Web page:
One of the first historical accounts of the Royal Touch being delivered dates back to 11th century England, where the Anglo-Saxon King Edward the Confessor started the practice. He would famously cure scrofula by simply touching the patient’s hands and putting a stamp on their neck.
Edward the Confessor applies the Royal Touch (Wellcome Trust / CC BY 4.0)
The people were reported as often being cured instantaneously. Given this, the King’s Touch was seen as nothing short of a miracle, and markedly improved King Edward’s authority. But it didn’t come for free: cured patients were encouraged to make a penny donation to the royal coffers after receiving the Touch.
The Royal Touch and King Edward the Confessor’s healing powers were so well known that, during the reign of Elizabeth I, Shakespeare referenced them in his play Macbeth. This is unsurprising however, as Elizabeth’s grandfather, Henry VII, had reintroduced the concept in the late 15th century.
Henry’s Royal Touch was an elaborate affair involving visible acts of charity to the poor. The King would distribute gold coins called "Angels” with the Archangel Michael depicted on them, defeating a dragon. The coin was intended to be a symbolic bestowing of the power to fight and overcome disease.
These angelic coins would be given to the people after they received the Royal Touch, to be worn around their necks as a talisman, providing them with continued healing powers. Henry VII would also hold prayer sessions, where healing prayers and extracts from the Gospels of Mark and John were read.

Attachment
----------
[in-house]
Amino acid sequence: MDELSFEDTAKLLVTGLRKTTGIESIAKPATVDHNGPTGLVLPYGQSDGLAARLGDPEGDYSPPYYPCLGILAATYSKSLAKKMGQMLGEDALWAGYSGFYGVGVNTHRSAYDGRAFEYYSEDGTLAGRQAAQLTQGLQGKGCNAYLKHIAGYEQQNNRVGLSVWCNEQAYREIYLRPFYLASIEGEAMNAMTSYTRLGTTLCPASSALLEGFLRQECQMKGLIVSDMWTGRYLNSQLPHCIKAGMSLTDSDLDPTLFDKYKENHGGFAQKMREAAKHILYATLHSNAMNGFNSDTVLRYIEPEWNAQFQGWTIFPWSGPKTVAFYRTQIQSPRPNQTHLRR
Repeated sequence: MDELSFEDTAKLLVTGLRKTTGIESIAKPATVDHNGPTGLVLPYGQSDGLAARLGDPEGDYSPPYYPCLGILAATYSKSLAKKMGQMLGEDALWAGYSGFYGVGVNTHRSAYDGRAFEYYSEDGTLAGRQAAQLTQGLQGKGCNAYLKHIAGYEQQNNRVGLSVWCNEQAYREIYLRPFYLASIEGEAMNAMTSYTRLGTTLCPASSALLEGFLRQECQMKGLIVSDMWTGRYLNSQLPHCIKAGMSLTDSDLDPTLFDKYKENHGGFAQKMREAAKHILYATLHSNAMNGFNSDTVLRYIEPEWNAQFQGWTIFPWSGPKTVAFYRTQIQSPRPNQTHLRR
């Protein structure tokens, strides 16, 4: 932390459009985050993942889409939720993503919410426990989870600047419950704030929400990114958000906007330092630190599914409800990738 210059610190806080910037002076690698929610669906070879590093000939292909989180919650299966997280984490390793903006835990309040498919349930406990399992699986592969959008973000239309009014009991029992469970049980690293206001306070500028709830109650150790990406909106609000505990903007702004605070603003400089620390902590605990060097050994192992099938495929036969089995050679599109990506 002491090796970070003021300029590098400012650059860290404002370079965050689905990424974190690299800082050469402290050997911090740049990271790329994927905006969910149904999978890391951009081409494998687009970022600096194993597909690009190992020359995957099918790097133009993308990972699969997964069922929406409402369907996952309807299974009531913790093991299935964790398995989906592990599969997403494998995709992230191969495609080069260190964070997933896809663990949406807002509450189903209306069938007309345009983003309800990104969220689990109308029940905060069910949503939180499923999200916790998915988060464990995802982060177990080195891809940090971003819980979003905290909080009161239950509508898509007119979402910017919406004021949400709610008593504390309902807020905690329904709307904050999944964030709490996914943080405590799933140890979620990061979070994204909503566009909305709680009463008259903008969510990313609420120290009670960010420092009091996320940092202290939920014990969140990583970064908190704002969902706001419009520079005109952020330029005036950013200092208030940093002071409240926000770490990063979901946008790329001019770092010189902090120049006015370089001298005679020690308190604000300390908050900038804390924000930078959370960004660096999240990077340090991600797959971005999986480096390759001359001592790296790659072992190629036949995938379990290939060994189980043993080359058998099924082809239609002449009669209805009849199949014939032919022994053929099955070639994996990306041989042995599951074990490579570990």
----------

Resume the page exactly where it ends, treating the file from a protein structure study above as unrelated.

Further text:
But the French went even further. The King’s Touch was said to be so effective in France that King Louis XIV is recorded to have touched 1,600 people on a single Easter Sunday. It had become tradition for kings to administer the Royal Touch on certain holy days.
Louis XIV applies the Royal Touch (G.Garitan / CC BY-SA 4.0)
It is not surprising that the authoritarian French monarchy was attracted to the concept, and the chance to paint the king as divinely different and special. Many people believed that French Monarchs possessed supernatural abilities. Moreover, people would even believe that dead French kings could even apply healing magic from beyond the grave.
While one could give a benefit of the doubt that some kings did have great compassion for their subjects, they could obviously not heal them with their hands. The diseases that the Royal Touch could cure were carefully chosen to offer limited risk of exposure to the king. In addition, scrofula was typically something that a sufferer would eventually heal from anyway.
But, if you are one man trying to control hundreds of thousands, it certainly benefits you to be able to demonstrate that you have been chosen by God.
Top Image: Queen Mary applies the Royal Touch to cure scrofula. Source: M S Lapthorn / Public Domain.
By Bipin Dimri
The Curious History of the Miraculous Healing Royal Touch. Available at: https://mysteriousuniverse.org/2021/06/the-curious-history-of-the-miraculous-healing-royal-touch/
The Ritual of Royal Healing in Early Modern England. Available at: https://www.jstor.org/stable/42611999